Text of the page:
Amid what the U.S. Federal Reserve recently called a “disappointingly weak recovery,” it’s easy to become engulfed in what Akerloff and Shiller (2009) dsscribe as “Animal Spirits” — i.e., when negative psychology produces self-fulfilling prophecies. At times like this, historical perspectives are especially useful in reconnecting with reality.
For example, the presidency of John F. Kennedy is associated with one of the greatest periods of economic growth (the 1960s Apollo Maslow Window) in history. JFK’s ebullient mindset and actions set the tone for the most transformative decade of the last 100 years.
JFK, Vice President Johnson (left), and Jackie Kennedy watch the launch of the first American in space, Alan Shepard, in 1961.
JFK, himself, saw his approval of manned spaceflight to the Moon in 1961 as
among the most important decisions that will be made during my incumbency in the Office of the Presidency.
JFK’s approach to Apollo provides insights into the coming decade, when a major economic boom is likely to trigger 1960s-style ebullience that historically causes civilization-altering technological spectaculars like Apollo to emerge.
Fortunately, John Logsdon’s excellent new book John F. Kennedy and the Race to the Moon (2010) offers a plethora of historical hints that suggest…
10 Lessons JFK and Apollo teach us about ebullience and the coming boom:
10. Apollo was an extraordinary decision by JFK that reflected the ebullience of the early 1960s.
The quintessential media figure of the time, Walter Cronkite, typified this mindset when he predicted that after Apollo 11, “everything else that has happened in our time is going to be an asterisk.”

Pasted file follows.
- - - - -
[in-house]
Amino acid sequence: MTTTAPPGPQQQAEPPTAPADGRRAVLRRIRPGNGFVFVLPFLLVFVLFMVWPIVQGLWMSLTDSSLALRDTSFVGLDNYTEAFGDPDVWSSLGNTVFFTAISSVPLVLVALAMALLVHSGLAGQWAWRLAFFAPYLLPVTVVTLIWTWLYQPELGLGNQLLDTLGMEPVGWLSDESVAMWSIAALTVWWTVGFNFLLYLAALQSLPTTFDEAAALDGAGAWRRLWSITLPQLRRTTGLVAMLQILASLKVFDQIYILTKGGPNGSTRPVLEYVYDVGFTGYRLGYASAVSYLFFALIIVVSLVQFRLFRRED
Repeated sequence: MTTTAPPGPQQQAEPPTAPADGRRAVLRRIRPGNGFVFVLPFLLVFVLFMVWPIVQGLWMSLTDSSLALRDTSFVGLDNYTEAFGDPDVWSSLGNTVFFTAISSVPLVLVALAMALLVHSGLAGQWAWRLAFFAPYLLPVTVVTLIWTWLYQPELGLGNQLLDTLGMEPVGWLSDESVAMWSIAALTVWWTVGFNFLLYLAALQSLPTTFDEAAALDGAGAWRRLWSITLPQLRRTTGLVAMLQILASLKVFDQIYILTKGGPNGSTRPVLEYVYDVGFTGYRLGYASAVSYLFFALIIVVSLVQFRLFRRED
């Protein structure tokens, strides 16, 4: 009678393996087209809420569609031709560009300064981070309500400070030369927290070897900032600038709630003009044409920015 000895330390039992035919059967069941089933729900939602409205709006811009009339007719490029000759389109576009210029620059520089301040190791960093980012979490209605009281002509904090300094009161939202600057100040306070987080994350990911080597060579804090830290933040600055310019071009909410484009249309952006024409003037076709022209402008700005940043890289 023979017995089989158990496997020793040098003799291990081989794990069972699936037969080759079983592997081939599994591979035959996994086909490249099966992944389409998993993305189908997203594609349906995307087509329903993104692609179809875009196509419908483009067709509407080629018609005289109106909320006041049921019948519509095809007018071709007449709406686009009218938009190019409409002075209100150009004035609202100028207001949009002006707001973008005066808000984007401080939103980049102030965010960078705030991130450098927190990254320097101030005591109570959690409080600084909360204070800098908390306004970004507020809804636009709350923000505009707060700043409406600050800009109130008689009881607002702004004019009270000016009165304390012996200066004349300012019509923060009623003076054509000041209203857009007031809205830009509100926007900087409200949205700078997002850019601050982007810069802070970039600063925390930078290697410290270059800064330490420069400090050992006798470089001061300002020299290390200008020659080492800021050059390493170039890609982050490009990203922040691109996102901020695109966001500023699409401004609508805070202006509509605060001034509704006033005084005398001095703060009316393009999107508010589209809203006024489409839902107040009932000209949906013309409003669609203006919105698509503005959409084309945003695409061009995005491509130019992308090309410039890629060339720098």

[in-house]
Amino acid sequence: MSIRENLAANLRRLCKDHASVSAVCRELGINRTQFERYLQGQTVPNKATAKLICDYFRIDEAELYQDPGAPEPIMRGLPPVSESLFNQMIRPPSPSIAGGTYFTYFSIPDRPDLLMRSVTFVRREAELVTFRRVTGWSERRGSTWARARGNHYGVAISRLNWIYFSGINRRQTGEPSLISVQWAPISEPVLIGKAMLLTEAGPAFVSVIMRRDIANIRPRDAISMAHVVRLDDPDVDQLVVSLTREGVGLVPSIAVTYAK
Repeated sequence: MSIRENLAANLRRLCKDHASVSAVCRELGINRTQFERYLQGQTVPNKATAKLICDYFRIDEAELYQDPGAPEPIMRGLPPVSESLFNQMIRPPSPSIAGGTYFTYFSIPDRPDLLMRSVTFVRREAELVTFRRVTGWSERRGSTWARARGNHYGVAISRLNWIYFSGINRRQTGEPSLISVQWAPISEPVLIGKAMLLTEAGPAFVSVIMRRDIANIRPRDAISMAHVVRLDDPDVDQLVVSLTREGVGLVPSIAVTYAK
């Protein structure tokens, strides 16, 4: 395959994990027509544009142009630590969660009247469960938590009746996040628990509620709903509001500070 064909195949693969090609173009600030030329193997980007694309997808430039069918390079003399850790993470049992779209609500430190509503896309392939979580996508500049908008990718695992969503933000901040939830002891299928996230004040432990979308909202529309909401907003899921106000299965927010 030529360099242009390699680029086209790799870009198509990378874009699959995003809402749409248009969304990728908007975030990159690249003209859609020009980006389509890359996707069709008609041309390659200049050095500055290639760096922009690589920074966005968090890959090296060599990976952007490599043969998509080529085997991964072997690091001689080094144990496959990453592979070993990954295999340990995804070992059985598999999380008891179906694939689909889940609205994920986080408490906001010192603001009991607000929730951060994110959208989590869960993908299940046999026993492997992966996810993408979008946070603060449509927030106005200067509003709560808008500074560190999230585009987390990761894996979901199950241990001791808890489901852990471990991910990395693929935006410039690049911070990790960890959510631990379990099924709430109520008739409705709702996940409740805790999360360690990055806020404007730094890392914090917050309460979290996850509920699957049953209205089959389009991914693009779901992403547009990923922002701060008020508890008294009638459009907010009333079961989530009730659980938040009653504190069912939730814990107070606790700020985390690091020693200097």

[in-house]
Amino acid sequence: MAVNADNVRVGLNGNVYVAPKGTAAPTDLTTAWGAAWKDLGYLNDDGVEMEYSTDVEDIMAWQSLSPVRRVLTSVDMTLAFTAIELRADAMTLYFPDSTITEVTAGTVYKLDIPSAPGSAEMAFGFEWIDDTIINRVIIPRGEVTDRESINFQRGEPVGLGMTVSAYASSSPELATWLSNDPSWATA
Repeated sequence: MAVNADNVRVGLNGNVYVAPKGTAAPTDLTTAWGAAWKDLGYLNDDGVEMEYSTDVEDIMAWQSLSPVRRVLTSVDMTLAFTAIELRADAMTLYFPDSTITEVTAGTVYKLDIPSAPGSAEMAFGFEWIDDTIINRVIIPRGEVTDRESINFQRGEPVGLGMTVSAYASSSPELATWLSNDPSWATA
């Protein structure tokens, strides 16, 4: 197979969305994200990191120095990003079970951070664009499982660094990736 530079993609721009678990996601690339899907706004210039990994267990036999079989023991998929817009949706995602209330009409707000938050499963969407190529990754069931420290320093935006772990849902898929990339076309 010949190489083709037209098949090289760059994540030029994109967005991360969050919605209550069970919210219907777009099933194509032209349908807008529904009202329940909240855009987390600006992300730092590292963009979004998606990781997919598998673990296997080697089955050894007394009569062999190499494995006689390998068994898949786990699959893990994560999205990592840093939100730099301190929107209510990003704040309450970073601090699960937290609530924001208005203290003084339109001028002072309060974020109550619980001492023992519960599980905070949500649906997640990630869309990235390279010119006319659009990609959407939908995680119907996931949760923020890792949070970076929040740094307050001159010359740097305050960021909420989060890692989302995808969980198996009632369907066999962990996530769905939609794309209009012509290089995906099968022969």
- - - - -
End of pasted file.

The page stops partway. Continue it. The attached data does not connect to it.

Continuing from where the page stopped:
Despite current conditions, do not be surprised to encounter — and even share — this exuberant mindset after 2015.
9. In 1961 the Soviets were ahead in space and there were significant technical issues facing NASA, yet JFK chose the Moon.
The Soviets launched 2 successful manned missions into orbit — including the first human into space (Yuri Gargarin) on April 12, 1961 — before the U.S. sent John Glenn into orbit on February 20, 1962. (Alan Shepard had become the 2nd human — and 1st American — in space with his suborbital flight on May 5, 1961.) And the Soviets added another first in June, 1963 when they launched the first woman (Valentina Tereshkova) into space. But in 1961 JFK was very concerned about the Soviet’s lead in rocket thrust. It was not until 2 1/2 years later (shortly after JFK’s death) that the U.S. Saturn 1 launch vehicle finally took the lead in that key category.